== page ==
I recognized the face, but didn't know the name. When the film ended I carefully scanned the credits and there it was: Clare Pelf -- Lotte Lenya. Huh? I couldn't have read that right! Back up the TiVo and it still says: Clare Pelf -- Lotte Lenya. But isn't that the name of a character from the song Mac the Knife?

Doesn't it go somethng like...

There's a tugboat, down by the river dontcha know
Where a cement bag's just a'drooppin' on down
Oh, that cement is just, it's there for the weight, dear
Five'll get ya ten old Macky's back in town
Now d'ja hear 'bout Louie Miller? He disappeared, babe
After drawin' out all his hard-earned cash
And now MacHeath spends just like a sailor
Could it be our boy's done somethin' rash?

Now Jenny Diver, ho, ho, yeah, Sukey Tawdry
Ooh, Miss Lotte Lenya and old Lucy Brown
Oh, the line forms on the right, babe
Now that Macky's back in town

I said Jenny Diver, whoa, Sukey Tawdry
Look out to Miss Lotte Lenya and old Lucy Brown
Yes, that line forms on the right, babe
Now that Macky's back in town.....

Look out, old Macky's back!!

Well, I had to look this one up and, yep, it's her. The "Lotte Lenya" whose name appears late in the song is, in fact, the actress who appeared in From Russia With Love and Semi-Tough -- she was an Austrian-born singer and actress with a lucrative career in the years between the world wars, and on Broadway following WW II. She was also Mrs. Kurt Weill. For the opening of The Threepenny Opera, Weill wrote The Ballad of Mack the Knife as a part for Lenya the night before the premeire. The Bobby Darin version of the song changed the name of one of the characters from Polly Peachum to Lotte Lenya as a tribute to her career.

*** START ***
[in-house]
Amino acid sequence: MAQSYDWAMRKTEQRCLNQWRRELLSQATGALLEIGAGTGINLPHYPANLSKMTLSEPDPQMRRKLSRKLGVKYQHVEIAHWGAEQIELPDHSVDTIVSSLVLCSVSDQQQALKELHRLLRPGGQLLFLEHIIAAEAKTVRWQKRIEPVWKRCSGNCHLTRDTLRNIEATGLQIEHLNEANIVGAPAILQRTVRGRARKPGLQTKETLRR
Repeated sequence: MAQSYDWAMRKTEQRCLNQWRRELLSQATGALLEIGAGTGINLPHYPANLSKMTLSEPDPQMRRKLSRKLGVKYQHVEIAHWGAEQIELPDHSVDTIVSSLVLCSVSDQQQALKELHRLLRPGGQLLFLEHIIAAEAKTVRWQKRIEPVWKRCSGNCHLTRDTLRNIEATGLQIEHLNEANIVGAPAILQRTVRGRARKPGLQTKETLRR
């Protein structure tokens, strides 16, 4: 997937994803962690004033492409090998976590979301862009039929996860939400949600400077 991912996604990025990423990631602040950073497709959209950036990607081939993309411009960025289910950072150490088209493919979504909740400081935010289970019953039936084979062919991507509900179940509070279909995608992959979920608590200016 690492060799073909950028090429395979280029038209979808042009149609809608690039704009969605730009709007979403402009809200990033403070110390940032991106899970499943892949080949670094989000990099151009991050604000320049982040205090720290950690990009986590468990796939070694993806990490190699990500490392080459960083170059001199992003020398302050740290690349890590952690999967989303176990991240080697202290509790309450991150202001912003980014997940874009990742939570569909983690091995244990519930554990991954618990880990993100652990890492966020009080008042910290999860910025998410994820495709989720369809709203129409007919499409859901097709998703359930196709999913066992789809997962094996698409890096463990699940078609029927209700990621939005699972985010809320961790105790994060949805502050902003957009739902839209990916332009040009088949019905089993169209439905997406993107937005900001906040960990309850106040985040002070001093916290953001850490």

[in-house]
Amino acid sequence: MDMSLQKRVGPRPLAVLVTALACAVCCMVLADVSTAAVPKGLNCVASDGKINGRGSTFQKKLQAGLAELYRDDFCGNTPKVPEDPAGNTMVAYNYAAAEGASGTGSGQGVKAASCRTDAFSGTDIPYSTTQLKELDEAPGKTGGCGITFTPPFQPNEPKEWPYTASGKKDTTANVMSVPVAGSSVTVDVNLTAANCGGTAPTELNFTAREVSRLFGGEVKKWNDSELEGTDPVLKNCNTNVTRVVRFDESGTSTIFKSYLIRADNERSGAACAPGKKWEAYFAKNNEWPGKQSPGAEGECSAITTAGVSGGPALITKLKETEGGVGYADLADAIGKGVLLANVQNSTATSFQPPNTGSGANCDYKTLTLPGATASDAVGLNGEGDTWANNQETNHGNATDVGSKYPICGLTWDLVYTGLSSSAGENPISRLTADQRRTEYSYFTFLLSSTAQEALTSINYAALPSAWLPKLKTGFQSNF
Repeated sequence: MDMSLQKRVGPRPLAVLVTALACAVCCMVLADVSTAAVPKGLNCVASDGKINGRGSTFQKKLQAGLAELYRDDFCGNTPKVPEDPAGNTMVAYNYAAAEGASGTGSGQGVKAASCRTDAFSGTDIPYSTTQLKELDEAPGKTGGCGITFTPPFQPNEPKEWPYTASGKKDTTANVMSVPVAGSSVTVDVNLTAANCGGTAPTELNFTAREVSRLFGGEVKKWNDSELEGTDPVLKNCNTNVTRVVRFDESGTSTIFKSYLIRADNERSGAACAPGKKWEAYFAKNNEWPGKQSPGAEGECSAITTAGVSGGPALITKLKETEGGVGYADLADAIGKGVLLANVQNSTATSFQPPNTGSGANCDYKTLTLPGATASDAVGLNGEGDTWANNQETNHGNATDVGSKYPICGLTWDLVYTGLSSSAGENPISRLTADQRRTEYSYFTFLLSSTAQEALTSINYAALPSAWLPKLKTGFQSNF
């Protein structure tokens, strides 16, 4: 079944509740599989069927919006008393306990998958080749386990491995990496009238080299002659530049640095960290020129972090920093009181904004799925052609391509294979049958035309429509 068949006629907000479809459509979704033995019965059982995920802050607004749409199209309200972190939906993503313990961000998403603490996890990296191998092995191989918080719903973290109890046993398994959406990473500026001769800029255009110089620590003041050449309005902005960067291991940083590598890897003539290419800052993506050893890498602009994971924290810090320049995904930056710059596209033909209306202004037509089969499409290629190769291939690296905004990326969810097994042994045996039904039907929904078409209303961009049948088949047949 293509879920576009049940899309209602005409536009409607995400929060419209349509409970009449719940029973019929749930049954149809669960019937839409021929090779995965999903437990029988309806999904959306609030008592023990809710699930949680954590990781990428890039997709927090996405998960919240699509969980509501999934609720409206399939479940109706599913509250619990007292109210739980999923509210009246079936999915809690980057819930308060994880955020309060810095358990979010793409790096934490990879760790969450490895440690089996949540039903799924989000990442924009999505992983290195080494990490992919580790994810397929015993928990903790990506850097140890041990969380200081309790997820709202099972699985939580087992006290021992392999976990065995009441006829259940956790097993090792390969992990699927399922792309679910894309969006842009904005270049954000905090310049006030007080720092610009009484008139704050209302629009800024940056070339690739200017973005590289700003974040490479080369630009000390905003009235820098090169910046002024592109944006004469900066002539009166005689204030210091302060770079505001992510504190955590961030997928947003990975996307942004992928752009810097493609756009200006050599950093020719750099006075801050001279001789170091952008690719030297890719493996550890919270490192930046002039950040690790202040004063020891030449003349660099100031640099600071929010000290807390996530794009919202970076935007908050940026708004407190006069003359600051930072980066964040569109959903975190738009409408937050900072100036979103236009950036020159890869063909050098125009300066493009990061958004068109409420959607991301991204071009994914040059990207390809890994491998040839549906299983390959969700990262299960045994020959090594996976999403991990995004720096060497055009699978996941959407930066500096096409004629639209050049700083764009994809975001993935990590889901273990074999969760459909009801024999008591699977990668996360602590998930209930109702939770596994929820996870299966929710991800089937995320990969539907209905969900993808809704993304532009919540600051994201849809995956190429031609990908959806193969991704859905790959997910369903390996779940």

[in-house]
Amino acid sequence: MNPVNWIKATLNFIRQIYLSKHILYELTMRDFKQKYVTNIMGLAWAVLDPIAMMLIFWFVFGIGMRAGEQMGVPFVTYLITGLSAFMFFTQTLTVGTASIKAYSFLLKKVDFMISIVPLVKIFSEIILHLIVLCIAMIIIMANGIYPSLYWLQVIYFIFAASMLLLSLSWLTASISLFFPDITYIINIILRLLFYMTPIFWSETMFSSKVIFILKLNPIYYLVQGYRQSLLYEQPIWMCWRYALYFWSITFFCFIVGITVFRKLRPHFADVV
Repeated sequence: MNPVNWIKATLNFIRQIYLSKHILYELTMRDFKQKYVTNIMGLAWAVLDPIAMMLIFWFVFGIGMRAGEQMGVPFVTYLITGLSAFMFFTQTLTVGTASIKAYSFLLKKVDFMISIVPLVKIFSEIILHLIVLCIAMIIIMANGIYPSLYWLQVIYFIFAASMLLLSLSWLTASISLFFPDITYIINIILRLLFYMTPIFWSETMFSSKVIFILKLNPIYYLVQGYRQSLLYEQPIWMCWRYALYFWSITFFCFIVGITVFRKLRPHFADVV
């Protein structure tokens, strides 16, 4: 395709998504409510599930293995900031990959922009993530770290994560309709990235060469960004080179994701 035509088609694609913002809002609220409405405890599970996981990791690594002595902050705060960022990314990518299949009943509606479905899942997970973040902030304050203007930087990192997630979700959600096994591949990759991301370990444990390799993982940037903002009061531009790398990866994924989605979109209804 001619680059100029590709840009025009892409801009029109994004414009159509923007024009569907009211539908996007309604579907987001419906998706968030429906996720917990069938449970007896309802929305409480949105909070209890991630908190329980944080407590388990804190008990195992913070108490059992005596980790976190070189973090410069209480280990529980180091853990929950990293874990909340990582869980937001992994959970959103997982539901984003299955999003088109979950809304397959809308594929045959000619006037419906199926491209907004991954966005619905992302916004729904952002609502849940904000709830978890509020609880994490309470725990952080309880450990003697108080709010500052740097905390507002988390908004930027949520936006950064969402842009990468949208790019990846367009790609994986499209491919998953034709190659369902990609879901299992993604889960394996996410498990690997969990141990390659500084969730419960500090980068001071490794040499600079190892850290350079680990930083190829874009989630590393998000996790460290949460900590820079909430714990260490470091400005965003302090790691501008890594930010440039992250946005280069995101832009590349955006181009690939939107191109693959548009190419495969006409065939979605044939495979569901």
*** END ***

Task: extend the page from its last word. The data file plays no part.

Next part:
And that is how I get from Semi-Tough to From Russia With Love to Mac the Knife.

Monday, December 19, 2005

Hey, I Know Her!

A week or so ago AMC was having its "King for a Day" festival: All Elvis All Day. I TiVoed a couple of films: Girls! Girls! Girls! and Blue Hawaii. Ends up these films have a lot in common. They are produced by the same guy (Hal B. Wallis), directed by the same guy (Norman Taurog), written by the same guy (Allen Weiss), and both take place in Hawaii. Neither are great films, though Elvis does "get down" during some of the songs in Blue Hawaii and is pretty impressive to watch. But that's not what I'm here to talk to you about. No, I want to talk about the leading actress in Girls! Girls! Girls!, one Laurel Goodwin.

In Girls! Girls! Girls! she's billed as "Introducing Laurel Goodwin" and IMDb verifies that GGG was indeed her first film, of which she only made six. As I watched I was struck by her sweet perkiness and, I have to admit, her wonderful rear. Every time she turned her back to the camera I stood up and took notice (OK, maybe I didn't really stand up and take notice, but I did hit the "slo mo" button on my TiVo). She was the highlight of the film for me, which is saying a lot about a film that also stars Stella Stevens.

Yep, Laurel Goodwin: cute, perky, nice ass and something else... there was something else... she seemed vaguely familiar. The more I watched the more familiar she became. I knew I had seen her somewhere before... but where? Maybe, I thought, it was a western. After all, she had that sweet "rancher's daughter" face and a figure that would have looked great all trussed up in those constricting dresses the women inevitably wore in most westerns. That seemed about right... but it was wrong. I didn't remember Laurel Goodwin from a western, well, unless you remember that Star Trek was pitched to Paramount as Wagon Train in space.

Laurel Goodwin played Yeoman J.M. Colt in Star Trek:The Cage the original pilot to the Star Trek series. The Cage footage was later used in the Star Trek two-parter, The Menagerie, where footage from the Cage was presented as alien recordings of a previous voyage of the USS Enterprise under Captain Christopher Pike.

When I saw the entry in Laurel's IMDb listing I remembered her like I saw the episode yesterday, not 20 or so years ago. As a kid I thought she was just cute as a button and wished she had been one of the cast members to make it to the series, but such was not to be. Laurel only made one other film after the Star Trek pilot. Seems a shame to me.

A little more snooping on the web located this biography of Laurel at a Star Trek site.

Like I said, "Hey, I know her!"

Sunday, December 18, 2005

Saturday, December 17, 2005

Christmas Question

Christmas Question

If I spend more money shipping the gift than I spent on the gift, did I spend too little on the gift, or did I ship it too late?